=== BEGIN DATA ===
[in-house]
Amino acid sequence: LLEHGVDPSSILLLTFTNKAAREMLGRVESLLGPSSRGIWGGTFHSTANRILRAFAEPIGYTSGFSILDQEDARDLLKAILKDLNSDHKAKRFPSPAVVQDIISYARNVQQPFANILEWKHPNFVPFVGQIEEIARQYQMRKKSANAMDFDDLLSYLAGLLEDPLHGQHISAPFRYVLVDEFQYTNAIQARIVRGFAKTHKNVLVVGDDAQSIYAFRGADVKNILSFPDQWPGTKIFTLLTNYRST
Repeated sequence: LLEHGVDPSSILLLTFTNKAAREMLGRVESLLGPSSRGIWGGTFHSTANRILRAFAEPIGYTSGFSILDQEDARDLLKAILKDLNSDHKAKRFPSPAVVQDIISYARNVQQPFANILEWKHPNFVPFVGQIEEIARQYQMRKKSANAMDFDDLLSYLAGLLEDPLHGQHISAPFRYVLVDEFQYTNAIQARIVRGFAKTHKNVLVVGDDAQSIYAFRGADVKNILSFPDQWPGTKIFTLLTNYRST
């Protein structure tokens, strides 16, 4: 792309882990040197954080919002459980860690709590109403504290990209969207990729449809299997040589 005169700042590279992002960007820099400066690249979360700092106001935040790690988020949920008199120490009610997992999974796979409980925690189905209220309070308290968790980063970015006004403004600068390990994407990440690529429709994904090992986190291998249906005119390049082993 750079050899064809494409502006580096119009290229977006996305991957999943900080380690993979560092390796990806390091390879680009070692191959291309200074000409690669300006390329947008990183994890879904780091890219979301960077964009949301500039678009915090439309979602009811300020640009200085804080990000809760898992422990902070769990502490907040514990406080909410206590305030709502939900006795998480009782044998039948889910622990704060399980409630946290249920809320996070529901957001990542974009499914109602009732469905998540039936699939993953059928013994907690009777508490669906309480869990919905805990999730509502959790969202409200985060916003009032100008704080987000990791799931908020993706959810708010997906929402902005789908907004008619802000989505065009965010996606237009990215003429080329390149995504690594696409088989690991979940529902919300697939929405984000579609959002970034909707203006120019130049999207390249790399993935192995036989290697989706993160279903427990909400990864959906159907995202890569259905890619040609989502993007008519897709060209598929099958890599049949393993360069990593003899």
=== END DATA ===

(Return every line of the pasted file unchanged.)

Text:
[in-house]
Amino acid sequence: LLEHGVDPSSILLLTFTNKAAREMLGRVESLLGPSSRGIWGGTFHSTANRILRAFAEPIGYTSGFSILDQEDARDLLKAILKDLNSDHKAKRFPSPAVVQDIISYARNVQQPFANILEWKHPNFVPFVGQIEEIARQYQMRKKSANAMDFDDLLSYLAGLLEDPLHGQHISAPFRYVLVDEFQYTNAIQARIVRGFAKTHKNVLVVGDDAQSIYAFRGADVKNILSFPDQWPGTKIFTLLTNYRST
Repeated sequence: LLEHGVDPSSILLLTFTNKAAREMLGRVESLLGPSSRGIWGGTFHSTANRILRAFAEPIGYTSGFSILDQEDARDLLKAILKDLNSDHKAKRFPSPAVVQDIISYARNVQQPFANILEWKHPNFVPFVGQIEEIARQYQMRKKSANAMDFDDLLSYLAGLLEDPLHGQHISAPFRYVLVDEFQYTNAIQARIVRGFAKTHKNVLVVGDDAQSIYAFRGADVKNILSFPDQWPGTKIFTLLTNYRST
């Protein structure tokens, strides 16, 4: 792309882990040197954080919002459980860690709590109403504290990209969207990729449809299997040589 005169700042590279992002960007820099400066690249979360700092106001935040790690988020949920008199120490009610997992999974796979409980925690189905209220309070308290968790980063970015006004403004600068390990994407990440690529429709994904090992986190291998249906005119390049082993 750079050899064809494409502006580096119009290229977006996305991957999943900080380690993979560092390796990806390091390879680009070692191959291309200074000409690669300006390329947008990183994890879904780091890219979301960077964009949301500039678009915090439309979602009811300020640009200085804080990000809760898992422990902070769990502490907040514990406080909410206590305030709502939900006795998480009782044998039948889910622990704060399980409630946290249920809320996070529901957001990542974009499914109602009732469905998540039936699939993953059928013994907690009777508490669906309480869990919905805990999730509502959790969202409200985060916003009032100008704080987000990791799931908020993706959810708010997906929402902005789908907004008619802000989505065009965010996606237009990215003429080329390149995504690594696409088989690991979940529902919300697939929405984000579609959002970034909707203006120019130049999207390249790399993935192995036989290697989706993160279903427990909400990864959906159907995202890569259905890619040609989502993007008519897709060209598929099958890599049949393993360069990593003899």